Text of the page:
The forest is one of the ecosystem's most valuable renewable resources. The sustainable use of wood helps protect forests and all the benefits they offer for water, the soil, the air and for recreation. Wood can be produced in an environmentally-friendly way, is CO2 neutral and does not require a lot of energy to process. Germany is rich in forests, which represent a substantial potential economic resource. Timber as a building material also aids regional development.
Examples of existing buildings show that wood can be a modern building material that
· is light,
· has good thermal insulation properties,
· is easy to process and
· can be used as a material or used for heat.
Wood, the living building material
Wood is a biological building material that grows and decays as part of the cycle of nature. Wood is alive. People feel comfortable when surrounded by this living material. Whether in architectural construction, garden design or interior furnishings - wood makes us feel close to nature. Homes made with wood feel warm and cosy. That is surely an important factor in explaining how wood has held its ground against modern competitors like concrete, steel and plastic.
Wood is unique and distinctive. Nowadays it is more in demand than ever, thanks to people's growing desire for a sense of nature.
1. Production workflow (wood drying)
Our in-house drying facility at our factory in Fürstenau was no longer able to keep up with growing demand for DIN compliant timber. In order to avoid supply bottlenecks, and also so that we could remain independent of suppliers, drying capacity was doubled in July. The computer-controlled wood drying process is run on a scientific basis; sensors monitor the drying process and sophisticated control software guarantees optimal results.
This type of drying ensures the dimensions of the wood are accurate and stable, which is very important as it keeps dimension and shape alterations to a minimum in the final building. It easily fulfils the requirements of DIN 4074, which means future safety and the quality you expect can be guaranteed.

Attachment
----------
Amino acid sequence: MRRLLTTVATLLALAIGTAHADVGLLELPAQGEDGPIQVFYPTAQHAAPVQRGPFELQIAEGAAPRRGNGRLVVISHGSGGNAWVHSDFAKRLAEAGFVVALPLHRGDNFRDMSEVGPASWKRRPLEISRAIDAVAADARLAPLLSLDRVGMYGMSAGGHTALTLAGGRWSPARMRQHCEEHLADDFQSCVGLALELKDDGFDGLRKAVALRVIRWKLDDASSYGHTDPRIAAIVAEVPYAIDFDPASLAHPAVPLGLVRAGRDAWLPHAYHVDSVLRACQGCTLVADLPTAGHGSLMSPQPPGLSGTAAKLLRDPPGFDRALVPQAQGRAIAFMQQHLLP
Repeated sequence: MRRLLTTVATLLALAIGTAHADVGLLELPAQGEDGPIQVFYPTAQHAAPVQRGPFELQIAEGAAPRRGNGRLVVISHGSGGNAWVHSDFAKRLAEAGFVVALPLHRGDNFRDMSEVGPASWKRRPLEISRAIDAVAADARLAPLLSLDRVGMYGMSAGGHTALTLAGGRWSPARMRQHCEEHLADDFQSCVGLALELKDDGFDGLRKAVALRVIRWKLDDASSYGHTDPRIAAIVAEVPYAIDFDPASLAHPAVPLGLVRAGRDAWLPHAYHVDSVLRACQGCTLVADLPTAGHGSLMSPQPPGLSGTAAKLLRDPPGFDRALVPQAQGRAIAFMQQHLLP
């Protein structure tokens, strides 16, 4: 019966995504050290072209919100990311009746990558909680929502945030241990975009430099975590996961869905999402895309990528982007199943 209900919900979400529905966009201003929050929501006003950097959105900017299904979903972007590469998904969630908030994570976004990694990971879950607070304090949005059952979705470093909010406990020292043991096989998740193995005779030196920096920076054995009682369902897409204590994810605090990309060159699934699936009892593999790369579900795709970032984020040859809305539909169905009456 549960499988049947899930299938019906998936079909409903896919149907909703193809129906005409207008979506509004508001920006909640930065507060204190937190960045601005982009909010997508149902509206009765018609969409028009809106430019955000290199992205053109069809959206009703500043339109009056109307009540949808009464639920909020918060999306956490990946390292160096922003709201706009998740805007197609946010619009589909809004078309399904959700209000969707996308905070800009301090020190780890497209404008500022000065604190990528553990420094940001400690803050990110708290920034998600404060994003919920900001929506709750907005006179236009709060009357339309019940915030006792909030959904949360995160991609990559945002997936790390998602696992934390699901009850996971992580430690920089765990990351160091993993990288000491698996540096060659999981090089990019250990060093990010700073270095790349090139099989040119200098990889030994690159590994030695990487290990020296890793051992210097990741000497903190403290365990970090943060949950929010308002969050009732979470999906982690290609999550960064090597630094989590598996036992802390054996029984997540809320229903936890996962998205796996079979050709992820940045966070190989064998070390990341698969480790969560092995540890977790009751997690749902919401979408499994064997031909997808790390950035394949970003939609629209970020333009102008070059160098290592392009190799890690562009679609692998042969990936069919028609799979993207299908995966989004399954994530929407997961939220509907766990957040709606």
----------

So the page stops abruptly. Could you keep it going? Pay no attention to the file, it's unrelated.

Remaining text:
2. Production workflow (woodcutting)
The dried timber is professionally cut to the dimensions specified by the engineer using fully-automated, high-precision equipment. Thanks to modern technology it is not necessary to adjust the dimensions, because today's graphics and structural analysis programs use an interface between the calculated data and the machine. That means the data are transmitted directly to the machine and the desired measurements can be cut with absolute accuracy.
In order to keep production times as low as possible, work goes on with another saw at the same time. This is where the truss struts for the nail plate trusses are cut to measure.
This saw allows the truss struts to be cut in just one work process. Four large saw blades, each set to a different angle, accurately cut each truss strut.
This process also uses the most up-to-date computer technology
3. Production workflow (pressing the nail plates into the cut timber)
The computer-controlled special press places the nail plates on the cut timber at their designated connection points. Once the nail plates are precisely and correctly positioned at their different connection points, they are all pressed into the wood beams in one movement using the high-pressure special press. The connection points only need to be saved once, and next time they can easily be retrieved.
In order for the cut timber to become a finished product, the wood must be assembled into the shapes designed by the engineer. A template is constructed and used to ensure that all the elements are identical. Nail plates are used to connect the truss struts with the top and bottom chords.
These nail plates are galvanised steel plates fitted with a varying number of nails in a range of patterns. They can optionally be made from stainless steel (preferable for truss constructions with no suspended ceiling and for stables). They are manufactured or punched-out as one component. They are structurally designed to guarantee optimal stability and load-bearing capacity in each individual timber construction. Each connection point is exposed to different loads, so different size nail plates are used depending on the connection point.
4. Final product (nail plate binder)